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Canada (158,525)
Commerce  (111)
COMM 231 (60)
Chapter 3

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COMM 231
Joseph Radocchia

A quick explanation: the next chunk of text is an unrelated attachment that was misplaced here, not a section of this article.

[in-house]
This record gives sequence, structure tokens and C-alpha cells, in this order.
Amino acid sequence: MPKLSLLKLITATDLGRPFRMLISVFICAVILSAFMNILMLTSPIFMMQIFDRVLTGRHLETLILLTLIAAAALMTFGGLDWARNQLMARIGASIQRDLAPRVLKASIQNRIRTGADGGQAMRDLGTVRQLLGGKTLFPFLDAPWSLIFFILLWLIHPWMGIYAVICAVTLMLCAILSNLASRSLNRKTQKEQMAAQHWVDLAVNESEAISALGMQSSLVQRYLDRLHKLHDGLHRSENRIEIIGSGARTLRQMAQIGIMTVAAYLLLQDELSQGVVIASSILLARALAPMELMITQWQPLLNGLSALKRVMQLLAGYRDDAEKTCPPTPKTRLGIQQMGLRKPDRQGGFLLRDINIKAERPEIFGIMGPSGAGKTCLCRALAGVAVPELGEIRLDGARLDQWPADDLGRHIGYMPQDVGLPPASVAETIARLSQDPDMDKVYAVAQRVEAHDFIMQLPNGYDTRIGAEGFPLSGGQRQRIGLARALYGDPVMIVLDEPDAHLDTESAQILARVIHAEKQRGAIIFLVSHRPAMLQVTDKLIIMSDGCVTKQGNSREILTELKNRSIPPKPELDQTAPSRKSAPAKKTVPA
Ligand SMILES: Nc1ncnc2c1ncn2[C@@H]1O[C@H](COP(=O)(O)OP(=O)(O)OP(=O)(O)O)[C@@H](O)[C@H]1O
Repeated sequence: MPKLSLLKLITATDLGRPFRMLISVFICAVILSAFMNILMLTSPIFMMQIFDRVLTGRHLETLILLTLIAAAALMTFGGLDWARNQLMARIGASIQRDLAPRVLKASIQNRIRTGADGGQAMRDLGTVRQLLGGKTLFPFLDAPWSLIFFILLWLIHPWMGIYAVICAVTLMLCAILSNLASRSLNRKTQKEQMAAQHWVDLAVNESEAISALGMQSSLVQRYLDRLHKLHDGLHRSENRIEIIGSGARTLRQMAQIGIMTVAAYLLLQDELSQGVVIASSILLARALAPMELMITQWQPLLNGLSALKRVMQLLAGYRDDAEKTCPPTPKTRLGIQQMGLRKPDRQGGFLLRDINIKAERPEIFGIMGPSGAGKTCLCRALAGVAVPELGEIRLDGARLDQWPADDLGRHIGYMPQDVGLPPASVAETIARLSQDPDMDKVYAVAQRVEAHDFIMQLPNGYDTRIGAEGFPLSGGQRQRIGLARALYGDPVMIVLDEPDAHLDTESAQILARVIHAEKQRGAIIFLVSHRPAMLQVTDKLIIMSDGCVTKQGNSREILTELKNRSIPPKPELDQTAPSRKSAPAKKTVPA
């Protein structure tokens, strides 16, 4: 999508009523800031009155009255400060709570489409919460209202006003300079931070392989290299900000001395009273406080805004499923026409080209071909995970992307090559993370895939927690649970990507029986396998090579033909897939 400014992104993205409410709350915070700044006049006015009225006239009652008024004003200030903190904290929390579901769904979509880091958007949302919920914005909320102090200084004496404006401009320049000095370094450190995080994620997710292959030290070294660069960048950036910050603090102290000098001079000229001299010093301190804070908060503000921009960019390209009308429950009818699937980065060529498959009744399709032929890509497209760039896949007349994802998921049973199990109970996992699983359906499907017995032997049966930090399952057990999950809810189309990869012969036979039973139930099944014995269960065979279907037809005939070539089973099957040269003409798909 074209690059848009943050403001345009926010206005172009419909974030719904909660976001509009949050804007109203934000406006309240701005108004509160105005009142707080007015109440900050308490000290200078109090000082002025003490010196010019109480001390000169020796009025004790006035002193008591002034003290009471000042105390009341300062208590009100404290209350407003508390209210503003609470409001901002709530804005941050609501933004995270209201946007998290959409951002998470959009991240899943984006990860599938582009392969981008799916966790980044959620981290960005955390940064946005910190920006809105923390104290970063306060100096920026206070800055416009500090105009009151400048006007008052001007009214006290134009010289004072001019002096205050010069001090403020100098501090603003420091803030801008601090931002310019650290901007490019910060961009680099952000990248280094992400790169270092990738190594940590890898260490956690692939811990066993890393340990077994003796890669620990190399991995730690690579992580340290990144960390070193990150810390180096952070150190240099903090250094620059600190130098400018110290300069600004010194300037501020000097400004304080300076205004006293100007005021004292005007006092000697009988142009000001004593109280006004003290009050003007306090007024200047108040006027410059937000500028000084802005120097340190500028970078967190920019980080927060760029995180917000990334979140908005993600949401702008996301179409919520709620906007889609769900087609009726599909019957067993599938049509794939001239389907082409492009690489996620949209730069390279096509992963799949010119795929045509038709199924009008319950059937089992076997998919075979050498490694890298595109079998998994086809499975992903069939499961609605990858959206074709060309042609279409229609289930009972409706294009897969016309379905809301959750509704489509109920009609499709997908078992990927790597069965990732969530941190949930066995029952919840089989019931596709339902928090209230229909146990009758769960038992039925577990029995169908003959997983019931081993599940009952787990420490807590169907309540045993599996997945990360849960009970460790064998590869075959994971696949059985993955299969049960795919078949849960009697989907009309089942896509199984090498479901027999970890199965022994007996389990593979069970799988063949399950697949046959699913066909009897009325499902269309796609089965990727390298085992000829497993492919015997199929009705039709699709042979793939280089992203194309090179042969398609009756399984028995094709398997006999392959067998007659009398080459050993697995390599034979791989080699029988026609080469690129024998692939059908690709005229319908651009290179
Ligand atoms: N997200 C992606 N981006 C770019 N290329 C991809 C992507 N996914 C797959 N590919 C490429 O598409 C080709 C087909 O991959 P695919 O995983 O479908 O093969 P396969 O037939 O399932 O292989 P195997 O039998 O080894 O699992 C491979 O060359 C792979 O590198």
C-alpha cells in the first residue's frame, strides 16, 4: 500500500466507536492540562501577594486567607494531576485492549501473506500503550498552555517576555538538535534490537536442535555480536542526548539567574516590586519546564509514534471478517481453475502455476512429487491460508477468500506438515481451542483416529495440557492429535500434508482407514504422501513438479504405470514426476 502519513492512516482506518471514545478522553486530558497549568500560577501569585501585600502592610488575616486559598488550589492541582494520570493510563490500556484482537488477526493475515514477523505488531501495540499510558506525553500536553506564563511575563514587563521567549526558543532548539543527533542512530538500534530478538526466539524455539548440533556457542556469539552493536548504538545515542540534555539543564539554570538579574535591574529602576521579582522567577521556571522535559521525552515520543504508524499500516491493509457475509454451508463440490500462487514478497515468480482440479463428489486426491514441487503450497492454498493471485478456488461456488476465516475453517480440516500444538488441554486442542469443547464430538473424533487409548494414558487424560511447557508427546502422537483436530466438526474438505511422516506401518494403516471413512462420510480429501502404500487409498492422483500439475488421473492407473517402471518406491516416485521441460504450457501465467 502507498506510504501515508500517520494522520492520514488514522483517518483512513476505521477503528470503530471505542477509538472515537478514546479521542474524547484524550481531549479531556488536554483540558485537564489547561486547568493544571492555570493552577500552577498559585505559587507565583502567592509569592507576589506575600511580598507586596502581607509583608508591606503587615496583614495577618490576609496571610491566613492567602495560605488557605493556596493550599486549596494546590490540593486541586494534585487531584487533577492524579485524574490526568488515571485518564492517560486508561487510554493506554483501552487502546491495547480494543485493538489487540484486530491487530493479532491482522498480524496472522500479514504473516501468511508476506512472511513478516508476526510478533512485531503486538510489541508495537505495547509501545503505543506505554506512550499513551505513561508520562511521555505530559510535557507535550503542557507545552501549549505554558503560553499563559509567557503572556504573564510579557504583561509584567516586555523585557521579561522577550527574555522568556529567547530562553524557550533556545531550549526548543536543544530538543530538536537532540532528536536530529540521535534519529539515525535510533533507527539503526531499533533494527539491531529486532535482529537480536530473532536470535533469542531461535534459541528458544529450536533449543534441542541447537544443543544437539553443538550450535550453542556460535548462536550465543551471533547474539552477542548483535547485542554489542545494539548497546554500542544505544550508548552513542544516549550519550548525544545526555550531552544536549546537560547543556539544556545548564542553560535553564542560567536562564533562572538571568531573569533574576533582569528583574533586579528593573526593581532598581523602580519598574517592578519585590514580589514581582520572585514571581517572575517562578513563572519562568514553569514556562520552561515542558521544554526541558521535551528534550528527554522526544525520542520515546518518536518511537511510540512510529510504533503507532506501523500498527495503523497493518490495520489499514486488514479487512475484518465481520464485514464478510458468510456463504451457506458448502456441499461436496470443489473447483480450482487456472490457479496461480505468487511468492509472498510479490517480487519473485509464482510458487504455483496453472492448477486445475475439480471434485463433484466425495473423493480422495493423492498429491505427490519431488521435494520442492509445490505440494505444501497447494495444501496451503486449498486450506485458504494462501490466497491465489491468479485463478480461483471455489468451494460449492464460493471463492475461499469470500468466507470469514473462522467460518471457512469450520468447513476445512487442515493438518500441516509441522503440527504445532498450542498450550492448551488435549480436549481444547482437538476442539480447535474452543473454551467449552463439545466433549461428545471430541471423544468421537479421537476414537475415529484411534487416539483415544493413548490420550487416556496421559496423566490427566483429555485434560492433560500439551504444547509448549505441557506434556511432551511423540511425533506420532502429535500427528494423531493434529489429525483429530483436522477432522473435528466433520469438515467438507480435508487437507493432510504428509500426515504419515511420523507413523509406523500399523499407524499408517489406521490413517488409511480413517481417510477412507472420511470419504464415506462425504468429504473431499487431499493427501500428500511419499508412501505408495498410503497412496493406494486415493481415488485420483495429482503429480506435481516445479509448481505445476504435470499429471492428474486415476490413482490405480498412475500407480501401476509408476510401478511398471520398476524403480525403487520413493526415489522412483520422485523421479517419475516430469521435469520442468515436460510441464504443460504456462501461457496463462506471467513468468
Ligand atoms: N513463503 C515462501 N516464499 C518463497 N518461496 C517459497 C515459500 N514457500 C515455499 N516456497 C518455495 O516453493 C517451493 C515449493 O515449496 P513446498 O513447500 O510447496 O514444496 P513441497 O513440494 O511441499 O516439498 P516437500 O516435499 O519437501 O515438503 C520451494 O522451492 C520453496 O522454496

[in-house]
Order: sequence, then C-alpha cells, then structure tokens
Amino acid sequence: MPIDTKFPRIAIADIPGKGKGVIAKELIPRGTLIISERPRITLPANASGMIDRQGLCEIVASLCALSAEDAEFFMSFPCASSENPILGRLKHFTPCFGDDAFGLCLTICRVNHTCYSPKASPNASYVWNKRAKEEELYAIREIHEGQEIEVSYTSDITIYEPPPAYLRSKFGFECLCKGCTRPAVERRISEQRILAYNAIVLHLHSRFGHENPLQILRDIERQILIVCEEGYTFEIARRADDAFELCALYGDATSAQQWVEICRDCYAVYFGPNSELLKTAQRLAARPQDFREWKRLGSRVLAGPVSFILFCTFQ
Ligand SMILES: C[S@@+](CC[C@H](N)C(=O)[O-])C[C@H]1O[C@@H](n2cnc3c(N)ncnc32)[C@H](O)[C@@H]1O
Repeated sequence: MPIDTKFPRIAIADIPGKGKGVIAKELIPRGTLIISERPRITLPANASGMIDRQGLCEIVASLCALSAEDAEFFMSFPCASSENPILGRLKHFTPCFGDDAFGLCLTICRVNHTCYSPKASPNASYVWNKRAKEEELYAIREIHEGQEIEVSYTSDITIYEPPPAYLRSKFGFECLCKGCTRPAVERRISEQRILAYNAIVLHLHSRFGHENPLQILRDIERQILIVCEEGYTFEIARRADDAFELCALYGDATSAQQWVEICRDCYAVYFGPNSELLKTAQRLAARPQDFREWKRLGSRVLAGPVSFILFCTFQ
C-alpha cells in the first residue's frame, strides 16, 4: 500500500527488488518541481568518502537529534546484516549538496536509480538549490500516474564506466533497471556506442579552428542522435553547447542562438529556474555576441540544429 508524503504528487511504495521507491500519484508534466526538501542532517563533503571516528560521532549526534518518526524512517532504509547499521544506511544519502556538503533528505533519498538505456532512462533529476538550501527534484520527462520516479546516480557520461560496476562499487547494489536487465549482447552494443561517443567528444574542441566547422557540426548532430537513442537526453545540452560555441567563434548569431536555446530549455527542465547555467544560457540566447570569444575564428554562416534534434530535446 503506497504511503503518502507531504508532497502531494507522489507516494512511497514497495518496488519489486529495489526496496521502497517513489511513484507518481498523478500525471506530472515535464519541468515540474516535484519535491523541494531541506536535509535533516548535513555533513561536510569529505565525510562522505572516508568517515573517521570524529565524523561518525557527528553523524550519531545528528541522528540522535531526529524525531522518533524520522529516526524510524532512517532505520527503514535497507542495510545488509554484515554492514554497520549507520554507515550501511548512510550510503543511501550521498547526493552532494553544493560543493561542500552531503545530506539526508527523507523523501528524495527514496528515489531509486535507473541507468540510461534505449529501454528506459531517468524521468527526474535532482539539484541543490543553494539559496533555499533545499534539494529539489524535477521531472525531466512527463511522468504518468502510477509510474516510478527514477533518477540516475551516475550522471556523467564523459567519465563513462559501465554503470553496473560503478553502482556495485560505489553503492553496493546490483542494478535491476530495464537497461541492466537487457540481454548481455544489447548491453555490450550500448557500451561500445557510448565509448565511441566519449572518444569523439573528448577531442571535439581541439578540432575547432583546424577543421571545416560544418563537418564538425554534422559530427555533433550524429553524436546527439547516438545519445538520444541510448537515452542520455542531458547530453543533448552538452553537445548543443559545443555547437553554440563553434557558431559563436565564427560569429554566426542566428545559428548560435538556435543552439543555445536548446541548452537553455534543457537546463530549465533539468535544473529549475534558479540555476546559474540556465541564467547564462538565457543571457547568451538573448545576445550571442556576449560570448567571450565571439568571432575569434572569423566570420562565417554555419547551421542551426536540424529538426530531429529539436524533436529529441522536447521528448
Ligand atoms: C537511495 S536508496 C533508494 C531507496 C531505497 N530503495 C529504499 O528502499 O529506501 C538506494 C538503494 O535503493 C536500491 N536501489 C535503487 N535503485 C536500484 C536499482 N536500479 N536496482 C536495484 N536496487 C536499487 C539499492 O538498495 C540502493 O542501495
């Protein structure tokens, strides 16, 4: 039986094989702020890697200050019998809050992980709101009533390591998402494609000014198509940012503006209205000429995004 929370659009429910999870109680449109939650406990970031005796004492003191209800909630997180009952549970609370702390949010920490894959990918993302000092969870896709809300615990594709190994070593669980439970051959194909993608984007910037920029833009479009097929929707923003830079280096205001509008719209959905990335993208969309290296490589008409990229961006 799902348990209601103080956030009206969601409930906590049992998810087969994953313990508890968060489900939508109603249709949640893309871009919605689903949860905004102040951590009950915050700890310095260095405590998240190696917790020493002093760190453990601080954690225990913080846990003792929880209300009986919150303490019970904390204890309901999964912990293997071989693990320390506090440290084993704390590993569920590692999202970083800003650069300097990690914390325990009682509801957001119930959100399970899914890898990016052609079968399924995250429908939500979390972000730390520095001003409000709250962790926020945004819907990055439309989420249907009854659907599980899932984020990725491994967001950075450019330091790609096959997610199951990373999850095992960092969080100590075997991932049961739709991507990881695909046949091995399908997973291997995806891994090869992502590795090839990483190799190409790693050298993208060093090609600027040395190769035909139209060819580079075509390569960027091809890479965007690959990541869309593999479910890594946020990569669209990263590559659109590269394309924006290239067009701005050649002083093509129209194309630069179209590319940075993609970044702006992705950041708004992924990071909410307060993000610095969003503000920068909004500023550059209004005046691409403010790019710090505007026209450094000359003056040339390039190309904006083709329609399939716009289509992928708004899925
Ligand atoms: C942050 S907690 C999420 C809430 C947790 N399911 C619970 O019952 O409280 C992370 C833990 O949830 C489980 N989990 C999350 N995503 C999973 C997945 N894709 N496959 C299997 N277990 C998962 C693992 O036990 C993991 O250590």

Chapter 3: Law of Torts Tort law: compensate victims for harm caused by the activities of others Fault: unjustifiable injurious conduct that intentionally or carelessly disregards the interest of others. (Defects: accident victims who cannot establish fault go uncompensated. ) Strict liabilities: parties are liable for any resulting damage even if they are blameless Public policy: considerations or objectives that are considered beneficial to society as a whole (no-fault insurance and worker’s compensation) Vicarious liabilities: even a blameless employer is responsible for employees’ tort when they are employed. Intentional Tort: done deliberately. Even if the harm is unexpected. Harm or damage need to be committed. - Assault (threat of violence) and Battery (actual physical contact) - Nuisance o Public nuisance (blocking the road). Suit is brought upon by the government against the wrongdoer o Private nuisance: interference with an occupier’s use and enjoyment of his land. (no absolute freedom, court looks at the degree of interference and the occupier’s use and enjoyment of the land) - False Imprisonment and malicious prosecution (causing a person to be prosecuted for a crime without an honest belief that the crime was committed) - Defamation: libel (written defamation) and slander (oral defamation). Communication of the offending statement to someone other than the person defamed.  Absolute privilege : complete immunity from liability for defamation. (parliamentary debate)  Qualified privilege: immunity from liability for defamation provided a statement was made in good faith. (writing a reference letter)  Responsible communication on matters of public interest: journalism. - Other intentional torts related to business  Inducing a breach of contract: cause one party to breach his contract with another  Unlawful interference with economic relations: use threats to induce one person to discontinue business relations with another.  Product defamation: making false and damagin
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